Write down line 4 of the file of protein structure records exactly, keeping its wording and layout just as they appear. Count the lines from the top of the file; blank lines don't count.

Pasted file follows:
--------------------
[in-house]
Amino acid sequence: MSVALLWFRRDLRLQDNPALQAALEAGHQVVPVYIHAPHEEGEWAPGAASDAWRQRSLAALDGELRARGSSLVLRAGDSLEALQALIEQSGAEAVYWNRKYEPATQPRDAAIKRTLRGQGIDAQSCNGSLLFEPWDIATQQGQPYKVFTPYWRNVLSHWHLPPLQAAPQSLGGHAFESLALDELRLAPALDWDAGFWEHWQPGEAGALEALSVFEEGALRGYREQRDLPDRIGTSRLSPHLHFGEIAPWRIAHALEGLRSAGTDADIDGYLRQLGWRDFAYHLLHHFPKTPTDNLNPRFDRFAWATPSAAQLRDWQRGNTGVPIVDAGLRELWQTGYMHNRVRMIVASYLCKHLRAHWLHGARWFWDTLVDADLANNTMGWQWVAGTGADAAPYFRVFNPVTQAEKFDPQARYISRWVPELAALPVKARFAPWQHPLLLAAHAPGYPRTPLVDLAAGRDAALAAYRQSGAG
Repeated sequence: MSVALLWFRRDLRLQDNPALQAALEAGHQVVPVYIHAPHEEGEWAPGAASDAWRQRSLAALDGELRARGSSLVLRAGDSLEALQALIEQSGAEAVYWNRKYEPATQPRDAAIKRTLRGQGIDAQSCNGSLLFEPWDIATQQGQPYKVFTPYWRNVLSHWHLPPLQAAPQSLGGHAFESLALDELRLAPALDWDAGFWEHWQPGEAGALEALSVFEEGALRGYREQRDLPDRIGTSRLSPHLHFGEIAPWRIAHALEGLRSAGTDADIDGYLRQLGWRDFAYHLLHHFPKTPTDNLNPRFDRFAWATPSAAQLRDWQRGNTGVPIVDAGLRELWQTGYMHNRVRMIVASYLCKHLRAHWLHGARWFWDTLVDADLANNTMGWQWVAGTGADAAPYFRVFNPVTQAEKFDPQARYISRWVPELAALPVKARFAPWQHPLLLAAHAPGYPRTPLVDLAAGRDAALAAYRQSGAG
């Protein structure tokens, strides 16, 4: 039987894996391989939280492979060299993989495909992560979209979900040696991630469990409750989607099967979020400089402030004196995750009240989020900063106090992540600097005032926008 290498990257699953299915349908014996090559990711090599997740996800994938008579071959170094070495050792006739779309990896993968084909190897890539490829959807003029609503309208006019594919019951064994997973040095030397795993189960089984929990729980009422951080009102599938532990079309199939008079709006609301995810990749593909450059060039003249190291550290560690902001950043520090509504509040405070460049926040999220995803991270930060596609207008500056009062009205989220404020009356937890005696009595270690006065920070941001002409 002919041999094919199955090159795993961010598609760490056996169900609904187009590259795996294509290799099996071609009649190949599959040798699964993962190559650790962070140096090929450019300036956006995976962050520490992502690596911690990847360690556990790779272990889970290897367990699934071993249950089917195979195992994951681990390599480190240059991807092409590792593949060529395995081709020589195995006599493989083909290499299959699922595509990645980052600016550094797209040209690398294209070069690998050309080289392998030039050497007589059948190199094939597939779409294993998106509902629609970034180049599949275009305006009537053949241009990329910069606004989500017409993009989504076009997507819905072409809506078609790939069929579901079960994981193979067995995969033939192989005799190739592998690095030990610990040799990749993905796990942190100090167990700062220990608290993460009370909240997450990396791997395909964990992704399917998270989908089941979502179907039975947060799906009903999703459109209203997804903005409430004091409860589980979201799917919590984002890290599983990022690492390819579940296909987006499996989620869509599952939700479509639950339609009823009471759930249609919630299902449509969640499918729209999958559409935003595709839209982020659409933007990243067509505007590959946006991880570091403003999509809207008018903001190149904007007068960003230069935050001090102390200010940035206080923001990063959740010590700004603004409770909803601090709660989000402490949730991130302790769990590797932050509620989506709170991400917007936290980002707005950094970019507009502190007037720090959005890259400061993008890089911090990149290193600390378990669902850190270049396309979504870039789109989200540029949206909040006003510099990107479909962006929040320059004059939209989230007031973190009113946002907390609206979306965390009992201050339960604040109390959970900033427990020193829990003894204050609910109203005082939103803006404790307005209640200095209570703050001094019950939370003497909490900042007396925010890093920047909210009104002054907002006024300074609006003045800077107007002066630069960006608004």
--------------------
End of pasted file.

């Protein structure tokens, strides 16, 4: 039987894996391989939280492979060299993989495909992560979209979900040696991630469990409750989607099967979020400089402030004196995750009240989020900063106090992540600097005032926008 290498990257699953299915349908014996090559990711090599997740996800994938008579071959170094070495050792006739779309990896993968084909190897890539490829959807003029609503309208006019594919019951064994997973040095030397795993189960089984929990729980009422951080009102599938532990079309199939008079709006609301995810990749593909450059060039003249190291550290560690902001950043520090509504509040405070460049926040999220995803991270930060596609207008500056009062009205989220404020009356937890005696009595270690006065920070941001002409 002919041999094919199955090159795993961010598609760490056996169900609904187009590259795996294509290799099996071609009649190949599959040798699964993962190559650790962070140096090929450019300036956006995976962050520490992502690596911690990847360690556990790779272990889970290897367990699934071993249950089917195979195992994951681990390599480190240059991807092409590792593949060529395995081709020589195995006599493989083909290499299959699922595509990645980052600016550094797209040209690398294209070069690998050309080289392998030039050497007589059948190199094939597939779409294993998106509902629609970034180049599949275009305006009537053949241009990329910069606004989500017409993009989504076009997507819905072409809506078609790939069929579901079960994981193979067995995969033939192989005799190739592998690095030990610990040799990749993905796990942190100090167990700062220990608290993460009370909240997450990396791997395909964990992704399917998270989908089941979502179907039975947060799906009903999703459109209203997804903005409430004091409860589980979201799917919590984002890290599983990022690492390819579940296909987006499996989620869509599952939700479509639950339609009823009471759930249609919630299902449509969640499918729209999958559409935003595709839209982020659409933007990243067509505007590959946006991880570091403003999509809207008018903001190149904007007068960003230069935050001090102390200010940035206080923001990063959740010590700004603004409770909803601090709660989000402490949730991130302790769990590797932050509620989506709170991400917007936290980002707005950094970019507009502190007037720090959005890259400061993008890089911090990149290193600390378990669902850190270049396309979504870039789109989200540029949206909040006003510099990107479909962006929040320059004059939209989230007031973190009113946002907390609206979306965390009992201050339960604040109390959970900033427990020193829990003894204050609910109203005082939103803006404790307005209640200095209570703050001094019950939370003497909490900042007396925010890093920047909210009104002054907002006024300074609006003045800077107007002066630069960006608004």